“One of the first times we met him, he told me he lived there, in Vegas,” Don Judy, his next-door neighbor in the community until two years ago, recalled. “He explained that he was a gambler, and a prospector. He said he was buying this house to check it out for his mother … and that if she liked it, he planned to buy another next door with a floor-plan like ours.”

Just as quickly as he appeared, Judy said, Paddock put up a for-sale sign and was gone, saying that he was moving back to Las Vegas.

As Las Vegas police investigated the horror that had unfolded on the Strip, they also faced a tragedy within their own ranks. The dead included an off-duty city police officer, the department said Monday morning. Two other officers who were on duty were injured, police said; one was in stable condition after surgery, and the other sustained minor injuries.

“It’s a devastating time,” Lombardo said at one of the news briefings he held.

In the initial chaotic aftermath of the shooting, authorities had searched for a woman named Marilou Danley, described only as Paddock’s “traveling companion.” Lombardo said during a briefing that investigators spoke with Danley, who was found outside the country, and do not believe she was involved in the shooting.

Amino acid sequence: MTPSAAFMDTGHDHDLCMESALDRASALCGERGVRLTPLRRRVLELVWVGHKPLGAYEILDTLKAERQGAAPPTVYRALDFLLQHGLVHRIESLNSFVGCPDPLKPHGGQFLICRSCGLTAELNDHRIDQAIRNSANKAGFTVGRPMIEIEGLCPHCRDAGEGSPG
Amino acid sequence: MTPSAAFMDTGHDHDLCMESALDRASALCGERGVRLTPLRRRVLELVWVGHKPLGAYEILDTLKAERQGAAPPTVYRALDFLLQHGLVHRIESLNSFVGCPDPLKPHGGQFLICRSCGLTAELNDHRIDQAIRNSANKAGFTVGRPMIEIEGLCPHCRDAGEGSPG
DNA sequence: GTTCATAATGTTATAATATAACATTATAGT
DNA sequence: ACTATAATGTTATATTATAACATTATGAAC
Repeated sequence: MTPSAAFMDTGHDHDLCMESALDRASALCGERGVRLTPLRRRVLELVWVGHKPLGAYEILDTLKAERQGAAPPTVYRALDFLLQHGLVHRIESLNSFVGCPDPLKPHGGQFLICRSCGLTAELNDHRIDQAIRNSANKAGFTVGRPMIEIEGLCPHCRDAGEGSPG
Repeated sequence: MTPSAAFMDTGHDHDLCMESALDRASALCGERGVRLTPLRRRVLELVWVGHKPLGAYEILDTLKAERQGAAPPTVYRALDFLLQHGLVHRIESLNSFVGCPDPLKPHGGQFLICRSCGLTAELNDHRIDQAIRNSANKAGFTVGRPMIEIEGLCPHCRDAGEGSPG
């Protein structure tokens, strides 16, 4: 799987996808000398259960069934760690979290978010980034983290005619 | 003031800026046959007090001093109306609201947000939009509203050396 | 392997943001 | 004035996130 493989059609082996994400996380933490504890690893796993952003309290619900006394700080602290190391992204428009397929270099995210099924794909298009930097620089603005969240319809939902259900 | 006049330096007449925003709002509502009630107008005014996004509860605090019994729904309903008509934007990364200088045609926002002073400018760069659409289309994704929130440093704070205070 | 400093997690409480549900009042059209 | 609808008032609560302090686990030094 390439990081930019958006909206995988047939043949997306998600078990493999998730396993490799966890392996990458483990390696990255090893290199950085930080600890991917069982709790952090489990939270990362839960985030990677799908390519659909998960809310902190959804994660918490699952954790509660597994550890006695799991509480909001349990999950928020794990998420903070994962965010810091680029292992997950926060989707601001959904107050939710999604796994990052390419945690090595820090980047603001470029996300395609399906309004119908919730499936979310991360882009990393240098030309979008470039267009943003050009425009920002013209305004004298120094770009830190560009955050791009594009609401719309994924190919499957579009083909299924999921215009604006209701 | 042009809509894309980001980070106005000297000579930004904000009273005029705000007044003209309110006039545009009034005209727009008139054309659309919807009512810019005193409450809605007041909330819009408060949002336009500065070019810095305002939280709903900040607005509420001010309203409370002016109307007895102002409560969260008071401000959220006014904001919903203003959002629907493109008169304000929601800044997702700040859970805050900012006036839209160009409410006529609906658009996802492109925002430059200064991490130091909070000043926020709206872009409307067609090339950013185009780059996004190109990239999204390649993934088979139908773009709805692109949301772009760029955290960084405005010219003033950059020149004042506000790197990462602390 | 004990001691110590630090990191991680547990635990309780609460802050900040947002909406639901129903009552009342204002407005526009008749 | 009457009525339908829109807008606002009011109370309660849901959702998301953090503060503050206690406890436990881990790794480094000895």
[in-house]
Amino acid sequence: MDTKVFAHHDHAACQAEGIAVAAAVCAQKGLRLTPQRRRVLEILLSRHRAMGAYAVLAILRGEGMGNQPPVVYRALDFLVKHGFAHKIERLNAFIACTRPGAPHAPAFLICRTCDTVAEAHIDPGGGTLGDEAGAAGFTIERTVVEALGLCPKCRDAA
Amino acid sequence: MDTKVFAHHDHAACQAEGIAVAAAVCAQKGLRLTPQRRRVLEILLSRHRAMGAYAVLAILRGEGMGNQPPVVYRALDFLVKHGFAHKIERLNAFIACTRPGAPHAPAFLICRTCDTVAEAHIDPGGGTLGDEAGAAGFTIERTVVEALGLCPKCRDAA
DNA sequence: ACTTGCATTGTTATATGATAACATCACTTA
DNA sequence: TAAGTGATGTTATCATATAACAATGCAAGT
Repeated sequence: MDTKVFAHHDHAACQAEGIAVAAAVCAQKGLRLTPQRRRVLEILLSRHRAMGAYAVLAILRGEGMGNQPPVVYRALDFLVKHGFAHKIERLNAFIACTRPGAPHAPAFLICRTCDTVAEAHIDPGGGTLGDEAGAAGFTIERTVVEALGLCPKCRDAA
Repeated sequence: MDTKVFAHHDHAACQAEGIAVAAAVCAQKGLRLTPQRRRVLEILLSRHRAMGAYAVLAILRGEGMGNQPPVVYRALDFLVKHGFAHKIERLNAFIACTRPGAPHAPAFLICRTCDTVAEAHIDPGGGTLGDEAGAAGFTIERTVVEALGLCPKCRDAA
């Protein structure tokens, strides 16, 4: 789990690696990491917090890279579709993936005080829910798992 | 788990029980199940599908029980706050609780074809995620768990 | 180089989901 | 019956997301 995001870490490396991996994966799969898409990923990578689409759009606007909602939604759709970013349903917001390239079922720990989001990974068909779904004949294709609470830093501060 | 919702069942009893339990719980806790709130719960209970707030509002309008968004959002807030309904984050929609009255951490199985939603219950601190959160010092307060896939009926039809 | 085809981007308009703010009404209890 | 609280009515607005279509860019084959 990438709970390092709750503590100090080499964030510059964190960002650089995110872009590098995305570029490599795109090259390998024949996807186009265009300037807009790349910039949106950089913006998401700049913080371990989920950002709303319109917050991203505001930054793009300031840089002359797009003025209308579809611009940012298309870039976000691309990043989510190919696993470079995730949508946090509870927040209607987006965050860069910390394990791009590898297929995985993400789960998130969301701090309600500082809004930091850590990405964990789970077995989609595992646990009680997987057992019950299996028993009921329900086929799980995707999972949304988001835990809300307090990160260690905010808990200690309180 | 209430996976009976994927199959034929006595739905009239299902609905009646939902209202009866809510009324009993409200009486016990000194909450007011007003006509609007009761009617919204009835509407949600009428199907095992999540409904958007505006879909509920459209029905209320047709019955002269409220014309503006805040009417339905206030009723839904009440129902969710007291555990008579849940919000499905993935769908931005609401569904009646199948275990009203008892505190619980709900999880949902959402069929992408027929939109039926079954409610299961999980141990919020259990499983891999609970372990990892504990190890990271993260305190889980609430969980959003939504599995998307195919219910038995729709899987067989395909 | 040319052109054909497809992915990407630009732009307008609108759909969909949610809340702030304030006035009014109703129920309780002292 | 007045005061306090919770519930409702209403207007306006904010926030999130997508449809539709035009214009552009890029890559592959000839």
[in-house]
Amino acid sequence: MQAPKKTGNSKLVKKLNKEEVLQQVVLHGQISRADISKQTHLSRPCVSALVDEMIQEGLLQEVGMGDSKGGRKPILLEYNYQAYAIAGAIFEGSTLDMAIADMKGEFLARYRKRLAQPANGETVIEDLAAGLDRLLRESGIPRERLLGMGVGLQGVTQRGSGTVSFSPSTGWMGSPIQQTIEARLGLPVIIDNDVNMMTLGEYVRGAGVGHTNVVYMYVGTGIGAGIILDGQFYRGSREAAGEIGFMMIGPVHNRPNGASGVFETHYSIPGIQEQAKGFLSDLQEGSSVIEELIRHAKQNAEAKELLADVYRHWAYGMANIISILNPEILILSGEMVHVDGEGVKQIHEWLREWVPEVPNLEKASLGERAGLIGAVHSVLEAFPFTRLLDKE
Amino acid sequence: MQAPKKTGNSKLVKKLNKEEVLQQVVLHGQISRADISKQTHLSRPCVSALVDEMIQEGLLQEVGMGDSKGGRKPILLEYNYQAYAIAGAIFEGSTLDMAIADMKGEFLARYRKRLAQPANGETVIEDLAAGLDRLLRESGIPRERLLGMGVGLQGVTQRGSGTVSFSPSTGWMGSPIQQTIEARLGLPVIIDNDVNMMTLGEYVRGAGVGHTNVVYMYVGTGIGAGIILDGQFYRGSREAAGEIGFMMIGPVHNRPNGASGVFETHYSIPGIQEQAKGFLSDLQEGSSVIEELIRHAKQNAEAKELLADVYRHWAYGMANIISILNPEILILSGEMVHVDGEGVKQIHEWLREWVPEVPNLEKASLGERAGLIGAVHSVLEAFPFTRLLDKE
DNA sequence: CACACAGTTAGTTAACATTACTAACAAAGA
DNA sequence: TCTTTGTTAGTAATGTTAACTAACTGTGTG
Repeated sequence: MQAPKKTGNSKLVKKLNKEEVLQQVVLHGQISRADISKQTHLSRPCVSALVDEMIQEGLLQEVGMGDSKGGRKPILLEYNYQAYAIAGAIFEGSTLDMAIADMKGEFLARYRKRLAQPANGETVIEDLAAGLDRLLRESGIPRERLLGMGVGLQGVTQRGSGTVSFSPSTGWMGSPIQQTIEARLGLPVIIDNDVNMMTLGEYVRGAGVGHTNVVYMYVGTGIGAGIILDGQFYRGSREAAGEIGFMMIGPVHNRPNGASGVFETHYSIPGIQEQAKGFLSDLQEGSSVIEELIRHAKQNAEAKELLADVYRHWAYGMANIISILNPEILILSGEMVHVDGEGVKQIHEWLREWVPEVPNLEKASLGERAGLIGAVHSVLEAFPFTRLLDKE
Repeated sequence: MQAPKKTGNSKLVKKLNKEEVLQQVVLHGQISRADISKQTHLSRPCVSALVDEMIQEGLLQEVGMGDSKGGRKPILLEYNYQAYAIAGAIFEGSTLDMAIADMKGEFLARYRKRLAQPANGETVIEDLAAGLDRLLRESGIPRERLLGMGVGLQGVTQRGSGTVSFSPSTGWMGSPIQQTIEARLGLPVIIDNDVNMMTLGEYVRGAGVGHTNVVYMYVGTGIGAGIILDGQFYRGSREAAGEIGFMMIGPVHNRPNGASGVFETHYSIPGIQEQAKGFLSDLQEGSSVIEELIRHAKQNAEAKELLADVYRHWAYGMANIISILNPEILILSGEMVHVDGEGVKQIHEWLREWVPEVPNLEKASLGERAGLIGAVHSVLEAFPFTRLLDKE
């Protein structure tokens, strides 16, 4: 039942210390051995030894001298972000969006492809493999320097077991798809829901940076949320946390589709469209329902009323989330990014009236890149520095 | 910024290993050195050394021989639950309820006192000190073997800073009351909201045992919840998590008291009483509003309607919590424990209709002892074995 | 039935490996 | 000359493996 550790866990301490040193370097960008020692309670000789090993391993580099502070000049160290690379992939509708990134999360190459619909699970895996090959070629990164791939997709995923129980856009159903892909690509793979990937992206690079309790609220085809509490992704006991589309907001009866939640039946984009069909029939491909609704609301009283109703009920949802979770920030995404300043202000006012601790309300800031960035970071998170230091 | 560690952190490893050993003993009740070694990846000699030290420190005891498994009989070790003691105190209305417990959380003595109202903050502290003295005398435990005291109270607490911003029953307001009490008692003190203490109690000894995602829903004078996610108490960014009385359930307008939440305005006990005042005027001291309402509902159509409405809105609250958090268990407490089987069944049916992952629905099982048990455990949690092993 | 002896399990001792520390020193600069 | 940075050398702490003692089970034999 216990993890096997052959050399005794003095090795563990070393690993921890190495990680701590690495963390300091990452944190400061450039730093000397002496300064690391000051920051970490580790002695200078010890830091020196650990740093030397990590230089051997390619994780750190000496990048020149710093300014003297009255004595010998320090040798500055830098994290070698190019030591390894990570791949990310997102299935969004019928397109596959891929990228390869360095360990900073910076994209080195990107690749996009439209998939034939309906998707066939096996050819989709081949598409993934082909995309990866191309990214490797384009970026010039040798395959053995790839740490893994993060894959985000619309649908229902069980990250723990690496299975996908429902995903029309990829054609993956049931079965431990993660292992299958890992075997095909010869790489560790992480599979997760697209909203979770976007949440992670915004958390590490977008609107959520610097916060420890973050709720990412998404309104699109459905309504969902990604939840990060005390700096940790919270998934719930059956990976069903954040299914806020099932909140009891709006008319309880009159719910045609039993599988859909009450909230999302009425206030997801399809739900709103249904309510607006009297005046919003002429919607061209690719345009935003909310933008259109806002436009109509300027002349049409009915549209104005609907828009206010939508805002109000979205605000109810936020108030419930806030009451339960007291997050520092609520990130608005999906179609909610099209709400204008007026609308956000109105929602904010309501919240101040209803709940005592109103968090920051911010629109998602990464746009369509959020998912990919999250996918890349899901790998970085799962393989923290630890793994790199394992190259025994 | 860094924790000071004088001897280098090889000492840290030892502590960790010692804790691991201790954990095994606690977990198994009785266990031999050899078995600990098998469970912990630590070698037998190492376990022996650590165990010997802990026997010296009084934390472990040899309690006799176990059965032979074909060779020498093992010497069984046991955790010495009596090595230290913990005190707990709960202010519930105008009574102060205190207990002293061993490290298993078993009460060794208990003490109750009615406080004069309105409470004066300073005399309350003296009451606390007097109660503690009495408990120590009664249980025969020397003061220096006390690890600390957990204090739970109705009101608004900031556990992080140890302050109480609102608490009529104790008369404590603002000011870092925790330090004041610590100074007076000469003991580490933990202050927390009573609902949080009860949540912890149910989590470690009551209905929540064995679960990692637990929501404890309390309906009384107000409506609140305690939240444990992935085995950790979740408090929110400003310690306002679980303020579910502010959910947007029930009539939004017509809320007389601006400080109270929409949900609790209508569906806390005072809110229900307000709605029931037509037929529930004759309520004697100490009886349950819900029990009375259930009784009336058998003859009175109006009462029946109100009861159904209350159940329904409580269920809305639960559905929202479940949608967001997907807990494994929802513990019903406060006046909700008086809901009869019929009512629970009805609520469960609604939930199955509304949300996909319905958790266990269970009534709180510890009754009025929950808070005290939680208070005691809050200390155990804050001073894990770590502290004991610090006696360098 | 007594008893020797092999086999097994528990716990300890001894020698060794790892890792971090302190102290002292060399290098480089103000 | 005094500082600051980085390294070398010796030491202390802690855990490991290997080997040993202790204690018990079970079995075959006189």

[What we know about the Las Vegas shooting

Danley’s relationship with Stephen Paddock was not immediately known, but they lived at the same address in Mesquite, Nev., according to public records. Lombardo said police in Mesquite were entering Paddock’s home to conduct a search Monday.

Police in Las Vegas had only minimal interactions with Paddock before the shooting, Lombardo said. “We have no investigative information or background associated with this individual that is derogatory,” the sheriff said. “The only thing we can tell is he received a citation several years ago; that citation was handled as a matter of normal practice in the court system.”

Few details about Paddock’s background were immediately known Monday. He was retired and lived in Mesquite, Tex., for several yearsbefore moving to the Nevada town with the same name. Relatives said Paddock was a quiet man. They said he was licensed pilot who owned two planes and often went to Las Vegas to gamble and see concerts. A spokesman for defense giant Lockheed Martin said in a statement that Paddock worked for the company for three years in the 1980s.